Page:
ML model can classify sex from retinal photograph, clinicians can't

Deep learning may transform health care, but model development has largely been dependent on availability of advanced technical expertise. Herein we present the development of a deep learning model by clinicians without coding, which predicts reported sex from retinal fundus photographs. A model was trained on 84,743 retinal fundus photos from the UK Biobank dataset. External validation was performed on 252 fundus photos from a tertiary ophthalmic referral center. For internal validation, the area under the receiver operating characteristic curve (AUROC) of the code free deep learning (CFDL) model was 0.93. Sensitivity, specificity, positive predictive value (PPV) and accuracy (ACC) were 88.8%, 83.6%, 87.3% and 86.5%, and for external validation were 83.9%, 72.2%, 78.2% and 78.6% respectively. Clinicians are currently unaware of distinct retinal feature variations between males and females, highlighting the importance of model explainability for this task. The model performed significantly worse when foveal pathology was present in the external validation dataset, ACC: 69.4%, compared to 85.4% in healthy eyes, suggesting the fovea is a salient region for model performance OR (95% CI): 0.36 (0.19, 0.70) p = 0.0022. Automated machine learning (AutoML) may enable clinician-driven automated discovery of novel insights and disease biomarkers.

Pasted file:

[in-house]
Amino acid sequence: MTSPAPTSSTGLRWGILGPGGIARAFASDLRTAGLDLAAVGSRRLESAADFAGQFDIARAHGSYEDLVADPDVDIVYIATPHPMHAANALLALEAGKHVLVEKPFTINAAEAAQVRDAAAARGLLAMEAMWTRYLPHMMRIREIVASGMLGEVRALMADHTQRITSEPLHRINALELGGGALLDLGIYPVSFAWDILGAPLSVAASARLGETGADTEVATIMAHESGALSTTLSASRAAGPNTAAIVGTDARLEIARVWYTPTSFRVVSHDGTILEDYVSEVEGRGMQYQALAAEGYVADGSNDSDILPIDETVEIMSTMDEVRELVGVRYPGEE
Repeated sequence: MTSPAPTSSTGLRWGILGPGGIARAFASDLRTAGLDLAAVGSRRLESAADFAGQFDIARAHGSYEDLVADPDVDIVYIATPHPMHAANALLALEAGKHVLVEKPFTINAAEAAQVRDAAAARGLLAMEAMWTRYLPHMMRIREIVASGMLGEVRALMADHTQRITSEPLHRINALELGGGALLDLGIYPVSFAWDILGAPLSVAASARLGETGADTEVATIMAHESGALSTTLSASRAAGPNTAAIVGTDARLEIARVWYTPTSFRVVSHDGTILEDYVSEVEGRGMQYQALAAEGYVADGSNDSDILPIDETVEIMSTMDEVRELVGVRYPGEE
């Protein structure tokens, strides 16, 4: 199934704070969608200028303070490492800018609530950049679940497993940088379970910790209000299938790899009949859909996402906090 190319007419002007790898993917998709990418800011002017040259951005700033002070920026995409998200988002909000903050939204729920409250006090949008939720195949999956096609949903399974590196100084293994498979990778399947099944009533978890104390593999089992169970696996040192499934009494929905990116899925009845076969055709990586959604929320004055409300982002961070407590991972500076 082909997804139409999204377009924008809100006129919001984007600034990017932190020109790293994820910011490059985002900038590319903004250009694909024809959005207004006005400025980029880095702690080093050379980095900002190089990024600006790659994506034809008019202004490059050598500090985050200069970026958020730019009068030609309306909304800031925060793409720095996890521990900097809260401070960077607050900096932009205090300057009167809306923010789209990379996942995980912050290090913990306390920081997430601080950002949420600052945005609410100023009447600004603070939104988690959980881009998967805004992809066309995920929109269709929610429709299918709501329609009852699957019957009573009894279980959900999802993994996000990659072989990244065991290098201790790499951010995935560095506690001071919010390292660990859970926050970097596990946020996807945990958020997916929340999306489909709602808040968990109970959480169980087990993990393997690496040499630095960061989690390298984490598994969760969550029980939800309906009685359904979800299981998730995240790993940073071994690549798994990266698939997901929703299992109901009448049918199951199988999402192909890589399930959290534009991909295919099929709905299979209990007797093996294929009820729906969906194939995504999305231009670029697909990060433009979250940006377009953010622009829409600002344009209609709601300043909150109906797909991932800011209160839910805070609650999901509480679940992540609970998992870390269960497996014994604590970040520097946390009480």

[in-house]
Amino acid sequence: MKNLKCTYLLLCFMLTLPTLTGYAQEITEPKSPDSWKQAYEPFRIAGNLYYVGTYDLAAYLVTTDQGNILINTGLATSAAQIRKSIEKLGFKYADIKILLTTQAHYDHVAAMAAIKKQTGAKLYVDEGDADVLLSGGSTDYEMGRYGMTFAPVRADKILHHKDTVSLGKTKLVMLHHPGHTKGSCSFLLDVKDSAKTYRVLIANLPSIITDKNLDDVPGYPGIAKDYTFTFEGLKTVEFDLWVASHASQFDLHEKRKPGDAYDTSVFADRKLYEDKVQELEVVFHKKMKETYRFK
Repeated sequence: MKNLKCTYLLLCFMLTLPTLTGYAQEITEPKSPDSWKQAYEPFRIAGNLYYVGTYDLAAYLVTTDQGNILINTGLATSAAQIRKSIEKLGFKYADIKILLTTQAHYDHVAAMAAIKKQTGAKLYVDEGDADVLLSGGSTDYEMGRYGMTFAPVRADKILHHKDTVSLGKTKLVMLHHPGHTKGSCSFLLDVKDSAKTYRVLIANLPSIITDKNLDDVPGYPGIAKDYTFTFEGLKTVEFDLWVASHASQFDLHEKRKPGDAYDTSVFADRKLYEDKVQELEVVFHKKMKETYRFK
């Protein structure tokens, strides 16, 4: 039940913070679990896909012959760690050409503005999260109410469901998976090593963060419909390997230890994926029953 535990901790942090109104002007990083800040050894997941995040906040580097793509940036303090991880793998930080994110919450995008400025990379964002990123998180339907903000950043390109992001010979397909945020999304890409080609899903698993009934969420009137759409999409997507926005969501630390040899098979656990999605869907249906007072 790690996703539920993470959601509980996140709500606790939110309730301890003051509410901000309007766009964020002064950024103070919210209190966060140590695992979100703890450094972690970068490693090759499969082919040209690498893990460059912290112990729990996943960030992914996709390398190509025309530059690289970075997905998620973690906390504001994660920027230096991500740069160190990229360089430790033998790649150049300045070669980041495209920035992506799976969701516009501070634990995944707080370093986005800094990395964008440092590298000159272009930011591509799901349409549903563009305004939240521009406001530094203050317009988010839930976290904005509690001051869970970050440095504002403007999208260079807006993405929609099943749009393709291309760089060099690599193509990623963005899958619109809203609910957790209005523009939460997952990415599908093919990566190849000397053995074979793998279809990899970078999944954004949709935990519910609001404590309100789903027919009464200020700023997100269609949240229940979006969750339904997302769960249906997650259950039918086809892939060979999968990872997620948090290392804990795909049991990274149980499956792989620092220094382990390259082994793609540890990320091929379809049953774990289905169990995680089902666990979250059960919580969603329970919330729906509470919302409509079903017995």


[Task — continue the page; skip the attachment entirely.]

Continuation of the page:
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Probably has something to do with how women can distinguish a bazillion different shades of what men just call one color. :wink:


Well, finally something that ML actually can do…